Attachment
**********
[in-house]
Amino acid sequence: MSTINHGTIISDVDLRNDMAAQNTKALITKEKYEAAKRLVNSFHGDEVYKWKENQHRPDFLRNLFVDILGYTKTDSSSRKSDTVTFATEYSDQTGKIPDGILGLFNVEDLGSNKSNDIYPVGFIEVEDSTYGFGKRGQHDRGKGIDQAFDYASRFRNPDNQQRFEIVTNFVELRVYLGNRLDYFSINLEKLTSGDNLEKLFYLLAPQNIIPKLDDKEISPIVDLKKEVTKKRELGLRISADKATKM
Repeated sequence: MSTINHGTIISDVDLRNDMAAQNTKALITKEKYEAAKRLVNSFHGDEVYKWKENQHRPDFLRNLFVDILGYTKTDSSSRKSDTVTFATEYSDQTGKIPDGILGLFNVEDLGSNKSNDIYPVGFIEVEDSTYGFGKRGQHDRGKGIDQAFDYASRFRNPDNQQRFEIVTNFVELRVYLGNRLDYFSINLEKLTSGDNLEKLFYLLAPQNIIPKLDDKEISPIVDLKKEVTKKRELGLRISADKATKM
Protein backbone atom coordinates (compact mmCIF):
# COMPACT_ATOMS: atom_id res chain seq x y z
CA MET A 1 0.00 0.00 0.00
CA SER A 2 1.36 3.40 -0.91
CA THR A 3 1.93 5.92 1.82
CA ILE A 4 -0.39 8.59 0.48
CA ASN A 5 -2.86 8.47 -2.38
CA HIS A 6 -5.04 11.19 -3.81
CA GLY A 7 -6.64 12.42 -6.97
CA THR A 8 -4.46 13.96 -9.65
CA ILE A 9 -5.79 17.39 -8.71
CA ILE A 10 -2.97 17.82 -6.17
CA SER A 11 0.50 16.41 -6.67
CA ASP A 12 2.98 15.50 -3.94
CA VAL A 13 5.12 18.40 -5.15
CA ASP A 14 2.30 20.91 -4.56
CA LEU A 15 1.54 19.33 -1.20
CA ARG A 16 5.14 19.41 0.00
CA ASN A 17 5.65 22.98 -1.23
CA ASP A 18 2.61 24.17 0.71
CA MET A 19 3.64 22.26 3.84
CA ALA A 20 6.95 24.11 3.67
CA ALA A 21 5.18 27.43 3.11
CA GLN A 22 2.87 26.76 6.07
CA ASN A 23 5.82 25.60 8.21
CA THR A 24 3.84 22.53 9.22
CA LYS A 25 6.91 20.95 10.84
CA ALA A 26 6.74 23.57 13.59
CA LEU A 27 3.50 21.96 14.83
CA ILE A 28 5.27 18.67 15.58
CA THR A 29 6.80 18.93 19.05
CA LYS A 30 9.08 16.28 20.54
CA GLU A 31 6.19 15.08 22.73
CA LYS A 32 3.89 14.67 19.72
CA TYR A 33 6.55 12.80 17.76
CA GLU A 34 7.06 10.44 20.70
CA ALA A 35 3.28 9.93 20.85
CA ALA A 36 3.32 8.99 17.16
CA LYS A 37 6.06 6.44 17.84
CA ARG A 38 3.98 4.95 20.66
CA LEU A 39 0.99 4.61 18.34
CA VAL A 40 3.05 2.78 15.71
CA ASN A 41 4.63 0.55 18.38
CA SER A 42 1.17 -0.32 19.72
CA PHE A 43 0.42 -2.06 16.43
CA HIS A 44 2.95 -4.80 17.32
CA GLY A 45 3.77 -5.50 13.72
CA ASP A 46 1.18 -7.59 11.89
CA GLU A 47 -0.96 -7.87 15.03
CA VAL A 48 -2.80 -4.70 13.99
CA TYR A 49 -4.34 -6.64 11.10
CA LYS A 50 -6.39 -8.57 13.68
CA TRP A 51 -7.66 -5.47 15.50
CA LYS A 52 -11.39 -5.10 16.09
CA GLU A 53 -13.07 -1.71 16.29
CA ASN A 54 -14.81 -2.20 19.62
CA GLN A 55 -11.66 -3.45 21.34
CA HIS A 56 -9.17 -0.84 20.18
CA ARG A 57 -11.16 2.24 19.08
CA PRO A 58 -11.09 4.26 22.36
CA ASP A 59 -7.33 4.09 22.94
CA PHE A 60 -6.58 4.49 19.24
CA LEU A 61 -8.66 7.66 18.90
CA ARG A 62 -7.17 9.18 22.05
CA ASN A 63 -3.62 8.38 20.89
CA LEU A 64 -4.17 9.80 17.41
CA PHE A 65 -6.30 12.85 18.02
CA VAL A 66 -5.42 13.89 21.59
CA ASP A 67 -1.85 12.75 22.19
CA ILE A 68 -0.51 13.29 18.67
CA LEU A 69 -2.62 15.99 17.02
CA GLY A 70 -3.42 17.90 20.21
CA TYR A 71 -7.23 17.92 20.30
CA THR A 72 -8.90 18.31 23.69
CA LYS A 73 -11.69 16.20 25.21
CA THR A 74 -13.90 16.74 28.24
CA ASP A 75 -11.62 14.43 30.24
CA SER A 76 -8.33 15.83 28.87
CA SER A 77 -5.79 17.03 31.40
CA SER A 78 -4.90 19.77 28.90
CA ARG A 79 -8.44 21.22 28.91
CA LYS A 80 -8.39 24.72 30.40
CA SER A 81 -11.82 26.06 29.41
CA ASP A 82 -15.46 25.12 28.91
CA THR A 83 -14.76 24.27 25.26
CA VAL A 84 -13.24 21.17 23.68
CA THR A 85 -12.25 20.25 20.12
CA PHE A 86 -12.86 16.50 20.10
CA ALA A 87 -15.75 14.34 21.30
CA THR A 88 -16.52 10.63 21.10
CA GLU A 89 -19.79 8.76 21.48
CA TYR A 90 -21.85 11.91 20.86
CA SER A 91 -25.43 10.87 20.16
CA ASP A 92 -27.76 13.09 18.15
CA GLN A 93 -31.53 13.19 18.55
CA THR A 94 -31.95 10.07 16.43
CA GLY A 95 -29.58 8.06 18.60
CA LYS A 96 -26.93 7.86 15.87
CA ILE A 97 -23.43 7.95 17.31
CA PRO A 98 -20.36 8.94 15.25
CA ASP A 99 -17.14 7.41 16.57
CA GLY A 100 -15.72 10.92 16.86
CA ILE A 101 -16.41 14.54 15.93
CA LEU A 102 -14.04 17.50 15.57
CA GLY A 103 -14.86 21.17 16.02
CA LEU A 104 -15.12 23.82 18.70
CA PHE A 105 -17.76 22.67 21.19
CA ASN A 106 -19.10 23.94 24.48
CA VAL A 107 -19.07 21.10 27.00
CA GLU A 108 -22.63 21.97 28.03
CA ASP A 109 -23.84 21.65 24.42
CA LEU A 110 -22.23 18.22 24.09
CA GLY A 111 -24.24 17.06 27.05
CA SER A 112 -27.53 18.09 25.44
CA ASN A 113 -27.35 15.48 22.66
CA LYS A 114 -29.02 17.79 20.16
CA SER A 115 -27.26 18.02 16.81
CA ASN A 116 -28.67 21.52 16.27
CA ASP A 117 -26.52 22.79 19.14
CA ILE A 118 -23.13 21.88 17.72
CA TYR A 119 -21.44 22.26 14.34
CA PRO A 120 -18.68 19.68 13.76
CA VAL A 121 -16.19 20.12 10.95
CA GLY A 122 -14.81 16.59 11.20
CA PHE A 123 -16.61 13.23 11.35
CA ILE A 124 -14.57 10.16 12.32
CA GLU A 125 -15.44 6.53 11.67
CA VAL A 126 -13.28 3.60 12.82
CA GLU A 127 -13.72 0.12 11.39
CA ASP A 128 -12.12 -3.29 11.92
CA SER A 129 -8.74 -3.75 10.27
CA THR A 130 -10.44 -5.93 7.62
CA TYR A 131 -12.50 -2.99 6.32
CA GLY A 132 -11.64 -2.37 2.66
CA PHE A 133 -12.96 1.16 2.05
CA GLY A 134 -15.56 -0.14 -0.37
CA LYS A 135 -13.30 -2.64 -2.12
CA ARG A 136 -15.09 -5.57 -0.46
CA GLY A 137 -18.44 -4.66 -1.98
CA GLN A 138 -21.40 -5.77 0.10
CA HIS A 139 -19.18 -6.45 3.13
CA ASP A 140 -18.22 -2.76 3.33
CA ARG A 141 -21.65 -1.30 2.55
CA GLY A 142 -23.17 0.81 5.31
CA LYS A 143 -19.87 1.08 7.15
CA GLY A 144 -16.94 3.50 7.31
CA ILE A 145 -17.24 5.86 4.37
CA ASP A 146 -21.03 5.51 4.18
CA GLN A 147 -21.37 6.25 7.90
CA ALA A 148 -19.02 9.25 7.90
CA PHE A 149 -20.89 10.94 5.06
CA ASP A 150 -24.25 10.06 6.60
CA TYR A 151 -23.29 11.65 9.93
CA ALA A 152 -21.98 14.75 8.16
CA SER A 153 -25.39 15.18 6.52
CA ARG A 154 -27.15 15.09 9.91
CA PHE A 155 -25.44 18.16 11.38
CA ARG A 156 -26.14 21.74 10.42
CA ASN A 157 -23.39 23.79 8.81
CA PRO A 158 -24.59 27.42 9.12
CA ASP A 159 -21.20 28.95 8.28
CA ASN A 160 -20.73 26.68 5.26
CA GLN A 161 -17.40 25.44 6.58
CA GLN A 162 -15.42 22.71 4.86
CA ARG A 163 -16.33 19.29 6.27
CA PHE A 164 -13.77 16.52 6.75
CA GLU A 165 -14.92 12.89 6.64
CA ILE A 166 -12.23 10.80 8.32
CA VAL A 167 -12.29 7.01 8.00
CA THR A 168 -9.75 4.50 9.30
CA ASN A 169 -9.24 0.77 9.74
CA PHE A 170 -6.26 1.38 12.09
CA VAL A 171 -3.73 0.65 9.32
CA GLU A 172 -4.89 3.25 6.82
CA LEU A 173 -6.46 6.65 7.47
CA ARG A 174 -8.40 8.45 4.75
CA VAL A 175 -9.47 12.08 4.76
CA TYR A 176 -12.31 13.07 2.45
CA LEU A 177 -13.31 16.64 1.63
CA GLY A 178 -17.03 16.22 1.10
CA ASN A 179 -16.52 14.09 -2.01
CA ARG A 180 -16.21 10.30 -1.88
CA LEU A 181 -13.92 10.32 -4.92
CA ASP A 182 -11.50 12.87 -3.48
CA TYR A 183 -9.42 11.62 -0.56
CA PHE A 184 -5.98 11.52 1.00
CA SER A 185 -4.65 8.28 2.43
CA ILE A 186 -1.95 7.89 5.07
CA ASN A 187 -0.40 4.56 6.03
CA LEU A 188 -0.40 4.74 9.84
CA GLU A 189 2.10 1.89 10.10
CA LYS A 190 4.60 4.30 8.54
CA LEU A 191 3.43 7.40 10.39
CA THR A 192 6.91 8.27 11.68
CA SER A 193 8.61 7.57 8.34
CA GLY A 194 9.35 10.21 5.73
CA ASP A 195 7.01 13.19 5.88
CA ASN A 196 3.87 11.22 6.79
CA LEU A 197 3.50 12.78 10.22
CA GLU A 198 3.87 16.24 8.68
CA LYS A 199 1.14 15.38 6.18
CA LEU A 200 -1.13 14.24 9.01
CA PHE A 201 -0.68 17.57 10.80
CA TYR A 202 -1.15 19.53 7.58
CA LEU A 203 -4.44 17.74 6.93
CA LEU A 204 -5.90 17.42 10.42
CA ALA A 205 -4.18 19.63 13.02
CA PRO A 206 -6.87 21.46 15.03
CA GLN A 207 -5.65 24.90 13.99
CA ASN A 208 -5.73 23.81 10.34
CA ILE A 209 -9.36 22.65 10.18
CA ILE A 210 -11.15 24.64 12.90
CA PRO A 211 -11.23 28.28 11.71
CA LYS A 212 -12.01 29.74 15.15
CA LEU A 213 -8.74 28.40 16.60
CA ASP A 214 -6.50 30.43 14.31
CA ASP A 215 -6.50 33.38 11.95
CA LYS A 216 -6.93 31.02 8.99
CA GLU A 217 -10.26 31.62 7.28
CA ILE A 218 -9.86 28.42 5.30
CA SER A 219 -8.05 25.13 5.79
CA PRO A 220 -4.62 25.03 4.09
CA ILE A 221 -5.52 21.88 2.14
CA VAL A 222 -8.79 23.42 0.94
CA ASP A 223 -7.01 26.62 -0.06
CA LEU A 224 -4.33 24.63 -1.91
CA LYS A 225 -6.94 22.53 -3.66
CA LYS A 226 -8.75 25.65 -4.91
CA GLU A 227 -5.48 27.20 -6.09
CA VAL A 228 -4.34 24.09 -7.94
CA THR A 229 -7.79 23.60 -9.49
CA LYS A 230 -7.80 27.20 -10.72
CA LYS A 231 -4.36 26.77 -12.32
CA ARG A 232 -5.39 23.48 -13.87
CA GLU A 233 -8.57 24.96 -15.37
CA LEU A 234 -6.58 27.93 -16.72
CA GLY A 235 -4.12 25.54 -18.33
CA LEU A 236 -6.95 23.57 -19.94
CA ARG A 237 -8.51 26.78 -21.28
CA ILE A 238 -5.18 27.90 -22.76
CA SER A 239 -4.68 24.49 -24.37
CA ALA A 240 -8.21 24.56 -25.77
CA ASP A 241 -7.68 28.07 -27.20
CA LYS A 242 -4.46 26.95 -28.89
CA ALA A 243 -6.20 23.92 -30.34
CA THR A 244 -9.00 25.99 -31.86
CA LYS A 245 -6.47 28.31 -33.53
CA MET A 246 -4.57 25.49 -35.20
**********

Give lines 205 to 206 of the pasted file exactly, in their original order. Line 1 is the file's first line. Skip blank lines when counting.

CA LEU A 200 -1.13 14.24 9.01
CA PHE A 201 -0.68 17.57 10.80